Letters on Bernstein, Zionism and Settlements
70 Years Young
Hadassah Magazine Chair Marlene Post asked readers, in her May/June 2018 Hadassah News column, to contact us if they shared a birthday with Israel. Well, we heard from dozens of you turning 70 this year—but only from one who shares an actual birthday with Israel. Katharina Liston, who today lives in Mendota Heights, Minn., was born on May 14, 1948, in Budapest. Happy belated birthday, and mazel tov to all our readers turning 70 this year!
More on the Maestro
The informative article about Leonard Bernstein (“A Shofar Sounds in the Maestro’s Work,” May/June 2018) and his accomplishments and connection to Judaism is well presented; however, his infractions to his faith should be noted: his intermarriage and burial in a non-Jewish cemetery. Is that what Bernstein exhibit curator Ivy Weingram refers to when she says that “he walked a very fine line between presenting himself as the quintessential American and being true to his Jewish heritage?” There is no doubt that he was a “musical genius,” as the article states.
Zionism and Women
What a glorious day! Hadassah Magazine’s May/June 2018 issue arrived and on the cover is a tribute to women building Israel.
Immediately, I was brought back to the days when I was 9—I’m now 74—and felt such pride that Israel was mine. Women were allowed to defend the country and build the country, working side-by-side with men toward one grand goal: a country of our own.
Thank you for the memory of that burst of pride I felt at that young age, which has never left me.
In “Female and Zionist, Then and Now” by Gil Troy in the May/June 2018 issue, Golda Meir is quoted as describing Zionism as “acceptable nationalism,” not “national aggressiveness.” If she were alive today, I believe she would strongly disagree with the massive Jewish settlements in the West Bank, where Jews are and will continue to be a minority among an Arab majority. Meir’s Zionism was a Jewish majority for a Jewish democracy; the settlement enterprise is difficult to describe as fitting in with that fundamental and historic vision of Zionism.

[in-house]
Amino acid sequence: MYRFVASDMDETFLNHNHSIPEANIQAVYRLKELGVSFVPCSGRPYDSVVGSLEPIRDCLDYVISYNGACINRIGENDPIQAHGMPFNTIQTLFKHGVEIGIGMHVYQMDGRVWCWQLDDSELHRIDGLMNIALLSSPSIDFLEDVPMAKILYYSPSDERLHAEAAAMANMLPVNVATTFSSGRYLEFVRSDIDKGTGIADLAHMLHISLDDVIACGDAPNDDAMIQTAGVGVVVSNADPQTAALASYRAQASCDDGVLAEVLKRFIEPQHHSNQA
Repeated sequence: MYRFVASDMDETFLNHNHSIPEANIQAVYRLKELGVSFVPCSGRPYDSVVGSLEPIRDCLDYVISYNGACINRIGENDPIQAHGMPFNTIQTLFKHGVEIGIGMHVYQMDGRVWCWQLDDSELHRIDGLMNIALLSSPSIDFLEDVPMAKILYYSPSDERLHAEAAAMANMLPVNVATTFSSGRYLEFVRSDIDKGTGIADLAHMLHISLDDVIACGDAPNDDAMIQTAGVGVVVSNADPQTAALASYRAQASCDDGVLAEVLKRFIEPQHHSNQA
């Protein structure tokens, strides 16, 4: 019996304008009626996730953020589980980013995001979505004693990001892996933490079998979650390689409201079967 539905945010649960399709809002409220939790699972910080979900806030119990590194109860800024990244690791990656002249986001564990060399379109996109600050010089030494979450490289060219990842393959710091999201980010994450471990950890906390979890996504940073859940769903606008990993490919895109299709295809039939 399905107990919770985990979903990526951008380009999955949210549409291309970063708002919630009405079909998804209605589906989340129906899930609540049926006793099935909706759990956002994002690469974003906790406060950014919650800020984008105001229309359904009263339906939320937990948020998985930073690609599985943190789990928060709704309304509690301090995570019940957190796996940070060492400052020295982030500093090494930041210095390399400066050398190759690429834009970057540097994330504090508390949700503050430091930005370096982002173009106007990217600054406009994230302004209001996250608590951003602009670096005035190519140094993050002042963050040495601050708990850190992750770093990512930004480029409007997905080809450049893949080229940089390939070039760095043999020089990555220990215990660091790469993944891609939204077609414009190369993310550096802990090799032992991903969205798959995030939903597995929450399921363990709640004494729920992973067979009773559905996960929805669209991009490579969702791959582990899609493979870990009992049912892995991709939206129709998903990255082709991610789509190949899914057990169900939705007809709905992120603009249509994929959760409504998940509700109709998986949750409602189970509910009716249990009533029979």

West Bloomfield, Mich.
Settlements Promote Economic Coexistence
Michael Bassin’s commentary (“Changing Arab Minds in the Middle East,” May/June 2018) ends with a call for Israel to “encourage cultural and commercial ties between Israeli and Palestinian civilians.” Even more importantly, Palestinian leaders should be doing the same. Unfortunately, they are doing the opposite—inciting their people to violence, rewarding them for killing Israelis and warning against any attempt to normalize relations with the enemy.
Ironically, the best venues where Israelis and Palestinians can get acquainted are located in settlements. Though frequently described as obstacles to the establishment of a Palestinian state, Israeli communities in Judea and Samaria cover an estimated 2 percent of the disputed land. Businesses in those communities provide much-needed employment for Palestinians, with pay levels identical to those of Israeli employees, and serve Palestinian and Israeli customers. Opposing BDS, the boycott, divestment and sanctions movement, is an important step in realizing Bassin’s vision of peace.
Toby F. Block
Where Are the Jews of Color?
The cover of Hadassah Magazine’s March/April 2018 issue depicts a Caucasian family engaged in the Passover seder. Just one problem.
It does not reflect the reality that 11 percent of the Jews of North America are persons of color.
Rabbi Charles A. Kroloff